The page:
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Print version ISSN 1807-5932On-line version ISSN 1980-5322

Clinics vol.63 no.6 São Paulo  2008 



Pretreatment tumor volume estimation based on total serum psa in patients with localized prostate cancer



Raphael Barroso Kato; Victor Srougi; Fernanda Aburesi Salvadori; Pedro Paulo Marino Rodrigues Ayres; Katia Moreira Leite; Miguel Srougi

Division of Urology, Faculdade de Medicina, Universidade de São Paulo - São Paulo/SP, Brazil. Email: Tel.: 55 11 3061.7000




OBJECTIVES: To establish a formula that estimates tumor volume in localized prostate cancer based on serum prostate specific antigen levels. One of the main prognostic variables in localized prostate cancer is tumor volume, which can be precisely defined only after prostate extirpation. The present study defines a simple method that allows for estimation of tumor volume before treatment, which can help to establish a better therapeutic strategy for each patient.
METHODS: From 1997 to 2002, 735 patients with prostate cancer of stagesT1c-T2c without any previous treatment were submitted to radical prostatectomy. Surgical specimens were evaluated by the same pathologist and the total tumor volume (in cc) and the relative tumor volume (as the percent of the total prostate volume) were determined using the grid morphometric method. Pretreatment serum prostate specific antigen was correlated with tumor volume in each patient using a linear regression model.
RESULTS: There were positive correlations between the serum levels of prostate specific antigen and the total tumor volume in cc (p<0.001) and the relative tumor volume as a percentage (p<0.001). For each ng/ml unit increment of serum prostate specific antigen, there was a 0.302 cc increase in total tumor volume and a 0.7% increase in relative tumor volume. Total and percent tumor volume could be calculated, respectively, using the formulas Volume (cc) = 3.476 + 0.302 x PSA (ng/ml) and Volume (%) = 11.331 + 0.704 x prostate specific antigen (ng/ml).
CONCLUSIONS: Tumor volume in patients with prostate cancer can be determined before treatment based on the serum prostate specific antigen levels.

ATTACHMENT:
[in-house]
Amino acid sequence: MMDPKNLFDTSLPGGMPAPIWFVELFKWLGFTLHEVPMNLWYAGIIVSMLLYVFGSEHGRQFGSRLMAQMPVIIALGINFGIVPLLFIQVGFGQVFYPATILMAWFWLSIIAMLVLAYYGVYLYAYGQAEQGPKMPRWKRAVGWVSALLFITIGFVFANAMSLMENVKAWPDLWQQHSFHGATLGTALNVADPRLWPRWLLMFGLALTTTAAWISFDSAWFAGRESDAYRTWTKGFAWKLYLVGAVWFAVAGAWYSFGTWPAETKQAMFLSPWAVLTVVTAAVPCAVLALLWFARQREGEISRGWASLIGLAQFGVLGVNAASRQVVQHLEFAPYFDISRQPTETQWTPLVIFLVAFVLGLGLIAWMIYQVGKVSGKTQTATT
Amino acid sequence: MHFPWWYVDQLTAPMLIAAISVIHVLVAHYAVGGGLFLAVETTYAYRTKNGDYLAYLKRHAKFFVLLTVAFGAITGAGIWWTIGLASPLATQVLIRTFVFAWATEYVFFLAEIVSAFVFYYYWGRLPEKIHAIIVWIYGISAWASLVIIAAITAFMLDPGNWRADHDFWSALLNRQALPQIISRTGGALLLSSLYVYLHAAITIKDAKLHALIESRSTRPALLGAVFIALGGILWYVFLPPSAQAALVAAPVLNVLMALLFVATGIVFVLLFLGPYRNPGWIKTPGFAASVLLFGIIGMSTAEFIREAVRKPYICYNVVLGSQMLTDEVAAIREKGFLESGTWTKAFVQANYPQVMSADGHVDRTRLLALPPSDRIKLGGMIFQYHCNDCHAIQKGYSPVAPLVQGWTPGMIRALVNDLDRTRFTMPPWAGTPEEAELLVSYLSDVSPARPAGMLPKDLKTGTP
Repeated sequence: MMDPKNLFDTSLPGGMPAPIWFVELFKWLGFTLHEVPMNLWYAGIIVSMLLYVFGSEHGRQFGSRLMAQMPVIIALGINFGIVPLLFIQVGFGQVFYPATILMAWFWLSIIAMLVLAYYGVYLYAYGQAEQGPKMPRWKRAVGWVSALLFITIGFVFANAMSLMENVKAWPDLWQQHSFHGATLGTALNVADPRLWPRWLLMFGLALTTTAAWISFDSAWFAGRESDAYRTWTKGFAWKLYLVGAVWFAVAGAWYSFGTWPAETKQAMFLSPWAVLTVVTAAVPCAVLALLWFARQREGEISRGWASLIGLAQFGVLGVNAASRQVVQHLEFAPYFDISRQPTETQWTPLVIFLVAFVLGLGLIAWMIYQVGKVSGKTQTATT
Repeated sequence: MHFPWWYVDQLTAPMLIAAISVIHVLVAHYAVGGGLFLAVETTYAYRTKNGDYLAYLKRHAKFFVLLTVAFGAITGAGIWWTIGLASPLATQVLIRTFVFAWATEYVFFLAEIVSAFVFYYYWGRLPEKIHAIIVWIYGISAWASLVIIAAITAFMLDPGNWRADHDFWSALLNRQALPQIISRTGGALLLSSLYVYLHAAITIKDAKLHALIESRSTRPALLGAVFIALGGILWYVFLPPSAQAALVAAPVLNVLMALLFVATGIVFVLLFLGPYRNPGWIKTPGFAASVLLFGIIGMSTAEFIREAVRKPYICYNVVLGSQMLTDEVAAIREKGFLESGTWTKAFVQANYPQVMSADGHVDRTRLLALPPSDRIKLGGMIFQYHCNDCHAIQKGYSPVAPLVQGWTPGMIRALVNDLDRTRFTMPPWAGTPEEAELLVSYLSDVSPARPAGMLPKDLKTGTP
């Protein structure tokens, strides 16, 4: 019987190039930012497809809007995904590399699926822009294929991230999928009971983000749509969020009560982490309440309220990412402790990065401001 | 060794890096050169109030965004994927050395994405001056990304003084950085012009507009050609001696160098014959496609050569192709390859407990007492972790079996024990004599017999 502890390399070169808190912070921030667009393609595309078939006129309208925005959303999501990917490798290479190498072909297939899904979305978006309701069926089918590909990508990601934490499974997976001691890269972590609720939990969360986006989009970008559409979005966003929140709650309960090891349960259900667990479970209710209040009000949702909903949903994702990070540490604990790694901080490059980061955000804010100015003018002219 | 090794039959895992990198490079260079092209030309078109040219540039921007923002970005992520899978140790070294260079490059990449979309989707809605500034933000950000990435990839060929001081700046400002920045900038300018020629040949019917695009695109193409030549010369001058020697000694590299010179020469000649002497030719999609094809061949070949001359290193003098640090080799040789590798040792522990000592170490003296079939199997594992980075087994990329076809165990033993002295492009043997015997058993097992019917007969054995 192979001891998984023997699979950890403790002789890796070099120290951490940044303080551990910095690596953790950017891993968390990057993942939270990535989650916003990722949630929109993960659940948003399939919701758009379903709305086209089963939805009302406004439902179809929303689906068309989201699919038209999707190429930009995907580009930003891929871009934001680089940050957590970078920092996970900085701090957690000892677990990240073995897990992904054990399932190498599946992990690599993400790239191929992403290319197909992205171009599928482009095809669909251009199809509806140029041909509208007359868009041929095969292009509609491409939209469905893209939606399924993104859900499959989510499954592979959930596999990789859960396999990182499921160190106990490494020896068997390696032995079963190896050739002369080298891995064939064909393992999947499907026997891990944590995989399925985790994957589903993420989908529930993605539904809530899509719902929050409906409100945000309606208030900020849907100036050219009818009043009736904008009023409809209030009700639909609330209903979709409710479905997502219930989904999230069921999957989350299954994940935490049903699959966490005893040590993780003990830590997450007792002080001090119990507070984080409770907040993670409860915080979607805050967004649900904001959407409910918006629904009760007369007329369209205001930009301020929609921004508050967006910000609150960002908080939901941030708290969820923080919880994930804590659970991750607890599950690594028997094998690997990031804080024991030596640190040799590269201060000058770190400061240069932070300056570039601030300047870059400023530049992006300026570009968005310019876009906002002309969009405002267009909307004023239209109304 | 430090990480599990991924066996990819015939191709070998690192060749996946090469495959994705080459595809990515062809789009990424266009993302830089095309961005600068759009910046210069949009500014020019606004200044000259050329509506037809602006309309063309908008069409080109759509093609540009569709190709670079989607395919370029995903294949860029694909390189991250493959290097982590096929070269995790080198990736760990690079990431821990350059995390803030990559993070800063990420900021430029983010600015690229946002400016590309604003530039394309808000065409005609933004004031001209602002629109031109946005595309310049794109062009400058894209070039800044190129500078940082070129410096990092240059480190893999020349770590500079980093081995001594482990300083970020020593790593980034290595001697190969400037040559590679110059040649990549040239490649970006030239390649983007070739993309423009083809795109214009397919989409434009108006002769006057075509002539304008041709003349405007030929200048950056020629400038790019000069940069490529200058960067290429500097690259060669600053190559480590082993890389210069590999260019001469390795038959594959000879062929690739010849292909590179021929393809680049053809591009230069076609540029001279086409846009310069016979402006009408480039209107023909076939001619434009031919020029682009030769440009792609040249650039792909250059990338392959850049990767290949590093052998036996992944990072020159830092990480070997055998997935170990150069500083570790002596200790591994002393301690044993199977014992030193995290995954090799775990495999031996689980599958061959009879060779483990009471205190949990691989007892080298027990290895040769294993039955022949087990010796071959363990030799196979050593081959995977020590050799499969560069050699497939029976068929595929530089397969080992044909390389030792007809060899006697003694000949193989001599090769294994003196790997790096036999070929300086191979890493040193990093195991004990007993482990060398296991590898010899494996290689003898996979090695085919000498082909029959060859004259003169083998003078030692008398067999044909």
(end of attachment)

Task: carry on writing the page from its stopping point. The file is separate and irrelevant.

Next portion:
Keywords: Prostate Cancer; Tumor Volume; Prognosis; Prostate Specific Antigen; Radical Prostatectomy.




Studies of prostate cancer and its prognostic factors are of high importance to public health. Prostate cancer is frequent in males, representing 40% of malignant neoplasias in men and affecting 17.1% of all men.1 Epidemiological data show that prostate cancer is the second leading cause of cancer-related mortality in men, with lung cancer ranking first.1

The clinical challenge in treating prostate adenocarcinoma is that only a small number of men will die from the disease. Therefore, it is necessary to establish criteria to distinguish between those cases that require treatment and those for whom routine management is a good choice.2 After prostate cancer is diagnosed, the main prognostic factors that define severity and disease evolution are the Gleason score of the biopsy, the level of prostate specific antigen (PSA) in the blood and tumor volume.3 The importance of tumor volume in the follow-up of prostate cancer patients was demonstrated in papers that related larger neoplasia volumes with characteristics that were indicative of a worse prognosis: capsular invasion, seminal vesicle invasion, a worse response to treatment and metastases to regional lymph nodes and bones.2-5 The imaging methods that are currently used to determine prostate cancer volume are inaccurate and do not reflect the real extent of the disease.6 Thus, establishing a method to estimate tumor volume soon after diagnosis would be of great clinical relevance and would improve patient treatment.